It would appear as if the exponents are now to be found only in the Iyek ‘Ogba District of Oredo Local Government of the State. The dancers are called Igbohogho.

Ugba
Ugba is a religious dance. The dancers wear akaba round their ankles and move sideways and then round in circles. The troupe dances round a lit clay pot with medicinal roots and  barks burning in it The dance format is similar to the Ohogho  but the steps and costumes are different The iyek ‘Orionrnwon people of Ugboko and Orogho are the exponents of the dance They are called Id ‘Ugba and they dance to songs with powerful lyrics.

Izagbede
Women and men mostly of the Ighele and the Eroghae Age-Grade, do this dance It is among the oldest of the indigenous dances of Edo land The people dance it only seldomly  these days.

llegbe
This is a dance for old men in which everyone dances as he likes. There is no rhythm to it, so most Edo thinks it is very funny. Ogh ‘omwan agbe vb ‘aleghe., which literally means you dance the way you like in the ileghe, says it all.

It is said that Prince Oronmiyan brought the dance from Uhe at the time of the restoration of the monarchy in Edo land. The people do the dance mostly during ceremonies. And if it is to feature, the family programme it for the third and the seventh days of a seven day burial ceremony.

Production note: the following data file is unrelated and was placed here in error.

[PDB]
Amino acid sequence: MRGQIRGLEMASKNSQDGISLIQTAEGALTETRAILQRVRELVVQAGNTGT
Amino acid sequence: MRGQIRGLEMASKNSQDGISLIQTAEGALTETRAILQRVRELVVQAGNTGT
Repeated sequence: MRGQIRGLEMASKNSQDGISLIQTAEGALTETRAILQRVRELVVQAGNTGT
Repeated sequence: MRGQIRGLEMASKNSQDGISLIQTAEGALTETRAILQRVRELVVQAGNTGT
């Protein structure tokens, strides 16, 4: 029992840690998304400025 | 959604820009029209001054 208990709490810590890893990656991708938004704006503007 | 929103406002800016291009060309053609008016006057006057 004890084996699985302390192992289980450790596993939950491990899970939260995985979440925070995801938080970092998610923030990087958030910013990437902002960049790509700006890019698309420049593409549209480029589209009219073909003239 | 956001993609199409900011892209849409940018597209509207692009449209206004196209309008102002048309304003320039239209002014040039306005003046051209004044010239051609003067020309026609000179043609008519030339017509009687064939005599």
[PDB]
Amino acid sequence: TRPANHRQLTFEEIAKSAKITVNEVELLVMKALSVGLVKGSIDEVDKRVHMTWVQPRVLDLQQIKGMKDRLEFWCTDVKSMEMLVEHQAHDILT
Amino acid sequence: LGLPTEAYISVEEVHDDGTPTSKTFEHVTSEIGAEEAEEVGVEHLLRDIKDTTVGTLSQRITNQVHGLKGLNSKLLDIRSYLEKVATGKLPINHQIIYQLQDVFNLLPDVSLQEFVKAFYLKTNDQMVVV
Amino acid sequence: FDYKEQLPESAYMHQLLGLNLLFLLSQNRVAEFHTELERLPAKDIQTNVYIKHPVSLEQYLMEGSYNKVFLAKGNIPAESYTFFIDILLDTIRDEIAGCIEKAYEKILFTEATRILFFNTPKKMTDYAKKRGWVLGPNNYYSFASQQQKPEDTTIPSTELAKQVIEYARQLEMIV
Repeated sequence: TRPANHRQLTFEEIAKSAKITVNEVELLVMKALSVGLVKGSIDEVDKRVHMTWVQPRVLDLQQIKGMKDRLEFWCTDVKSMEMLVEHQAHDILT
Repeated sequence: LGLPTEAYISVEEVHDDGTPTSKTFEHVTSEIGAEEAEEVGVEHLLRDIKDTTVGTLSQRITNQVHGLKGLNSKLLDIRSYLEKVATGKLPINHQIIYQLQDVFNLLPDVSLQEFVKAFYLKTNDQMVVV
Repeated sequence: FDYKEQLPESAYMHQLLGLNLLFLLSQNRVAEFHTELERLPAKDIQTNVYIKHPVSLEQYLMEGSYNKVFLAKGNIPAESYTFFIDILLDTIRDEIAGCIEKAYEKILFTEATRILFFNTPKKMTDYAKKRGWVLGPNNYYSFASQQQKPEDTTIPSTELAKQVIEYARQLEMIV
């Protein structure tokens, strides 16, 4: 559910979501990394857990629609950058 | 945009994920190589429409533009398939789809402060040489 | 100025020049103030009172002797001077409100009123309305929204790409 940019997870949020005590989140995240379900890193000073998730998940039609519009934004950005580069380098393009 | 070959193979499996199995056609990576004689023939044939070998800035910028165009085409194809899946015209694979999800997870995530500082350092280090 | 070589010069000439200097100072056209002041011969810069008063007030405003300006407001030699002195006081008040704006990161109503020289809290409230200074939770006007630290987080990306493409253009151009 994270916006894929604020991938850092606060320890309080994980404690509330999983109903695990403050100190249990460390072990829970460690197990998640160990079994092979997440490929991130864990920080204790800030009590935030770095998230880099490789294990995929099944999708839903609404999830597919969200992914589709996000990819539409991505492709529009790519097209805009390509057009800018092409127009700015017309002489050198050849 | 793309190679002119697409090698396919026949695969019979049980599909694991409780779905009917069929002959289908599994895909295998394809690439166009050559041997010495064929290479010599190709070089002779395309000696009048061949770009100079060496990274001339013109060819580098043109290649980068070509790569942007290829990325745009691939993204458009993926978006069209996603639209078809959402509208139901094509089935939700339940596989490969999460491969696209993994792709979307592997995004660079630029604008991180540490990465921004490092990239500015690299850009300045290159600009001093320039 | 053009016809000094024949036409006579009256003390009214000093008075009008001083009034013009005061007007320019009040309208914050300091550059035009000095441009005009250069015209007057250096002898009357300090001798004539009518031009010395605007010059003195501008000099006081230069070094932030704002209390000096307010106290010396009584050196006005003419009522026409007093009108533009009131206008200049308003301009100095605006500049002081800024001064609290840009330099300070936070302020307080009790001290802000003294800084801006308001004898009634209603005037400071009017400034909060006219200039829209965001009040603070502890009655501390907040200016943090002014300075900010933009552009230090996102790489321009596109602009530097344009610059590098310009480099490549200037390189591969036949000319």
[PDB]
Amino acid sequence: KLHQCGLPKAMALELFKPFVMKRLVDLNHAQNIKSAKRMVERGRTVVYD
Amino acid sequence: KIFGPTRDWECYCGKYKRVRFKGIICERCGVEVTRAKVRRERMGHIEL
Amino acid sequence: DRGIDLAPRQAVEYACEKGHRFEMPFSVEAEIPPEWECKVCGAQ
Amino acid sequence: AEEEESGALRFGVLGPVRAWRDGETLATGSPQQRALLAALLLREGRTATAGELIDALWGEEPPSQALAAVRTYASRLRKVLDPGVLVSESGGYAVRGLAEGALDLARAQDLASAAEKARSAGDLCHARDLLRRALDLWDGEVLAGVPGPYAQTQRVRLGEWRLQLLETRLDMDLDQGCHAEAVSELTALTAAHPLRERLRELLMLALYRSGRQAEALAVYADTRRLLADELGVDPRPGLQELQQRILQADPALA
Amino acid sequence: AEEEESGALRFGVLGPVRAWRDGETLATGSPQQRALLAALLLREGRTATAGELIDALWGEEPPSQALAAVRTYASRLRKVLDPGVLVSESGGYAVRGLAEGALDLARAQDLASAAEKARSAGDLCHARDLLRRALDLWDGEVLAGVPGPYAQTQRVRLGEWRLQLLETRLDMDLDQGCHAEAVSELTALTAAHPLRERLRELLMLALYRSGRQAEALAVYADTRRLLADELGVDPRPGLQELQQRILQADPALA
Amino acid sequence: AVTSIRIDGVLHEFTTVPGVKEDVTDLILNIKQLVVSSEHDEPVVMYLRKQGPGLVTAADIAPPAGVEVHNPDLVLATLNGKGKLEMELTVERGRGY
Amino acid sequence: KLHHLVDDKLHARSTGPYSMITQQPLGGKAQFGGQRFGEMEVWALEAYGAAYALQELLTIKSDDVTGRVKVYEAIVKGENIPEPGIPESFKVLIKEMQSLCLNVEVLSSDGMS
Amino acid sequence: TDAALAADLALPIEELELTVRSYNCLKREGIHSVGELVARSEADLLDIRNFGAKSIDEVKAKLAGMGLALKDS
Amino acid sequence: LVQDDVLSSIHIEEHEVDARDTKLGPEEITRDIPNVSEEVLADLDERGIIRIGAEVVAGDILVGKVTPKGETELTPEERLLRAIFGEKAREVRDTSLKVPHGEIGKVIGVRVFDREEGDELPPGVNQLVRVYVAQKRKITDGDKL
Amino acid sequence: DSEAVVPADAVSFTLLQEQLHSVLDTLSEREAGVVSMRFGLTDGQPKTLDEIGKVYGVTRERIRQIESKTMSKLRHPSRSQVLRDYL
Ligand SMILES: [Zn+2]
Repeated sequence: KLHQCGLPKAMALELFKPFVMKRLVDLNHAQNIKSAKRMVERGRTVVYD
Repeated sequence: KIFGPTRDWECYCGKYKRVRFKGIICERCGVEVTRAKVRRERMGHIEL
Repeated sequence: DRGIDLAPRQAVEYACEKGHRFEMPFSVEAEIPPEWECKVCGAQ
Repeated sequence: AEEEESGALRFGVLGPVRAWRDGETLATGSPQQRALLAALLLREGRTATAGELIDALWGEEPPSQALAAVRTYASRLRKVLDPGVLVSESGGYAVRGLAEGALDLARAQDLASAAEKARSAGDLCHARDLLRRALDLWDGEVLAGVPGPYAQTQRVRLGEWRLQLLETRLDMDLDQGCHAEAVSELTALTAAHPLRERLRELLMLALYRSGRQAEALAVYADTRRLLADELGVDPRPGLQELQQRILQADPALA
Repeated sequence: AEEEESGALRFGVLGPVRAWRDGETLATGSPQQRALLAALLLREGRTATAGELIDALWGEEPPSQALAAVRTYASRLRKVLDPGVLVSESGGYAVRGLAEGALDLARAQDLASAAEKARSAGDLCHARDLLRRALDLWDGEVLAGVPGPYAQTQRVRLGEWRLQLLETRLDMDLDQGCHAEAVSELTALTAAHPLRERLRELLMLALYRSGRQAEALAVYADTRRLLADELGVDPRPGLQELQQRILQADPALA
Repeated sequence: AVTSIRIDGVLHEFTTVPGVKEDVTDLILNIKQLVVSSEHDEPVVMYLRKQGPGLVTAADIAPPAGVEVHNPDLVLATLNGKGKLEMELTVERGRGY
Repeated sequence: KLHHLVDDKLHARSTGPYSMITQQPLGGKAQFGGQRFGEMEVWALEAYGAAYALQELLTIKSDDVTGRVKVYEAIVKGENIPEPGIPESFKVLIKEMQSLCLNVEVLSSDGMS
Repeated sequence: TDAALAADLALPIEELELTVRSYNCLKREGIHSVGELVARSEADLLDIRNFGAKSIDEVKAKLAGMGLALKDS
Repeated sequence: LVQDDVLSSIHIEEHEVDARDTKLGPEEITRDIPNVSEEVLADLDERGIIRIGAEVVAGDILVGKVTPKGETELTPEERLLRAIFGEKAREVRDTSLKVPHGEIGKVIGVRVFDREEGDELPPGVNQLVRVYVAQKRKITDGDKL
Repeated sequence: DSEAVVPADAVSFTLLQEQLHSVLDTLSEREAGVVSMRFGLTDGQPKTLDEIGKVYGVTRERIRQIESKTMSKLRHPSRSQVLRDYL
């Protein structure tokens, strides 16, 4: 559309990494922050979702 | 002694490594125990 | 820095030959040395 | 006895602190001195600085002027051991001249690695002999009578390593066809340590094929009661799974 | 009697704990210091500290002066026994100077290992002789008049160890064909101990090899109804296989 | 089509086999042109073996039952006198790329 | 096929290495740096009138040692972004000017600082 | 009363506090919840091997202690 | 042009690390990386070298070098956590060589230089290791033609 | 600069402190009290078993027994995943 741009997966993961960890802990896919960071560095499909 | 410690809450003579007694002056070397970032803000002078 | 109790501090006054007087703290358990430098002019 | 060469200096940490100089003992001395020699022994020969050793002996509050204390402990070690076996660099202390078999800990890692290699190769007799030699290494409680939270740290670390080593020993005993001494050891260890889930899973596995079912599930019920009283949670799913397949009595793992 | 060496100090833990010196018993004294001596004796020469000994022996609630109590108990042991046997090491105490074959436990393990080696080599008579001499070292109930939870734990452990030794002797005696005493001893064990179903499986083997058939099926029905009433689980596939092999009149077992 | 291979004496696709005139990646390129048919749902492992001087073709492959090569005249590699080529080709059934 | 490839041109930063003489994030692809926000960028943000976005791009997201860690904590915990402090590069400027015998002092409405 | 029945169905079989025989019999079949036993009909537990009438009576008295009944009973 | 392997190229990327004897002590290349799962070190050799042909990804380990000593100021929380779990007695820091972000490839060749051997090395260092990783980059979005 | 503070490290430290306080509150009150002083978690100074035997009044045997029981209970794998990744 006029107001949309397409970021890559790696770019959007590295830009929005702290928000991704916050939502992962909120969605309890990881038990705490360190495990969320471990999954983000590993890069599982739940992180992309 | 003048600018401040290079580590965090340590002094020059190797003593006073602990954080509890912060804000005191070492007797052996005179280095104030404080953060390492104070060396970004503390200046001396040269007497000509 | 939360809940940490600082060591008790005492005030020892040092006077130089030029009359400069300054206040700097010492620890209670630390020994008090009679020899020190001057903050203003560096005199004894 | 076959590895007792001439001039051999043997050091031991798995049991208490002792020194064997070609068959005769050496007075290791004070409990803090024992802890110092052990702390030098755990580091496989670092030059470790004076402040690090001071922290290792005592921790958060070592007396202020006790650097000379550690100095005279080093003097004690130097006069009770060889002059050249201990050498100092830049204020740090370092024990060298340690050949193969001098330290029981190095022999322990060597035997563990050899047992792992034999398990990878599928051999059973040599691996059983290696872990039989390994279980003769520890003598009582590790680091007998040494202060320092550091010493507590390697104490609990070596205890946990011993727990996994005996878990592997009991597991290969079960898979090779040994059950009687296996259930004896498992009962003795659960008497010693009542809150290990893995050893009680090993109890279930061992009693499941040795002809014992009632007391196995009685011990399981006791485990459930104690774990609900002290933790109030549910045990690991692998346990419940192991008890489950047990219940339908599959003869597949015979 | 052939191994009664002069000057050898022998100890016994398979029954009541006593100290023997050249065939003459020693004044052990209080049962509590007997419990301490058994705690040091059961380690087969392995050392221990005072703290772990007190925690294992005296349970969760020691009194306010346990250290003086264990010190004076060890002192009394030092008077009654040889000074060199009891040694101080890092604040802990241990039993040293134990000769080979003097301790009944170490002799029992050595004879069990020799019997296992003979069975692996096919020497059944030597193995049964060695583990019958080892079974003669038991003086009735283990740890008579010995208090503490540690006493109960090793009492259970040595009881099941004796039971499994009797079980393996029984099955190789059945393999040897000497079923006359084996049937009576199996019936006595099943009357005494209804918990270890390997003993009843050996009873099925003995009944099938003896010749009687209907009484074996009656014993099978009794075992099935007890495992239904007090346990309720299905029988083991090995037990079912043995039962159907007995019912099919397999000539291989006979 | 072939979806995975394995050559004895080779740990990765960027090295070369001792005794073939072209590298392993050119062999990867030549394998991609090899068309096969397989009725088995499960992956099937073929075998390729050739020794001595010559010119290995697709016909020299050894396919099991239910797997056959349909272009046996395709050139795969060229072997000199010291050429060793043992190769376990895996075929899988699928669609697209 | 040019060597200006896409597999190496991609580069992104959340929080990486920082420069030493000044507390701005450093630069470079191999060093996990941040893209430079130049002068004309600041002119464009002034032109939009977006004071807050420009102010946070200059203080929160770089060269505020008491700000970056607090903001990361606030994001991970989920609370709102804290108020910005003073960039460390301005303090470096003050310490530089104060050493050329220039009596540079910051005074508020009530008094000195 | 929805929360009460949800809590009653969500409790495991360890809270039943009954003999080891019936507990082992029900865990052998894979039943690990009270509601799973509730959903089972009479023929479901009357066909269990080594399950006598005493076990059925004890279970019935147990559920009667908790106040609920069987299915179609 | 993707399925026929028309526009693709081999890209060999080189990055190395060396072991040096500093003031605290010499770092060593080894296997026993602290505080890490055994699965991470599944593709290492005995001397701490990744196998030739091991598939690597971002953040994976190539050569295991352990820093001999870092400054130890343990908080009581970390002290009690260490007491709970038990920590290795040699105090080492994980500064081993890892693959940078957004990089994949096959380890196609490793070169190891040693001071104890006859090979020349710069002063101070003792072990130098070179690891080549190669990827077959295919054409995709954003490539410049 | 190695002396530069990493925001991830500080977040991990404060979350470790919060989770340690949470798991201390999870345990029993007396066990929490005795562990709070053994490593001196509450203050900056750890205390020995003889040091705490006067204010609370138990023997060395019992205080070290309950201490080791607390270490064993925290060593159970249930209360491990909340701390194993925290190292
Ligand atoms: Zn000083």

Oludo
Orno N’Oba Ehengbuda, the greatest obo of all the Oba that ever ruled Edo land, had thought that he could still walk into erinmwin as in the earliest times after the creation of the world. He had become too old and senile and he wanted death that would not come. Tired of waiting, he left the Palace on the way to erinmwin with the Palace Society in attendance. He arrived in Ughoton, but found no way there to erinmwin; not even when he and his entourage had entered the River Imimikpo. It was in that River that a voice him that he could not walk into heaven any more.

He returned to the Palace with his team and member of the Iweho taught their Iweguae Palace Society counterparts the dance — mimicking hands raised above heads as they did, wading through River Imimikpo towards heaven.
The Iweguae Palace Society, the official housekeeper, of ah Omo N’ Oba were thrilled that the monarch was back so; they did this dance in joy and continued to do it, in memory of the event. That is why the Edo now say, Emwin gha ma ‘na gb ‘oludo. This means, you dance the Oludo  if all is well.
Omo N’Oba  Ehengbuda asked the Iweguae Palace Society  to do its best to preserve the dance and it has preserved it to this day

Oyingin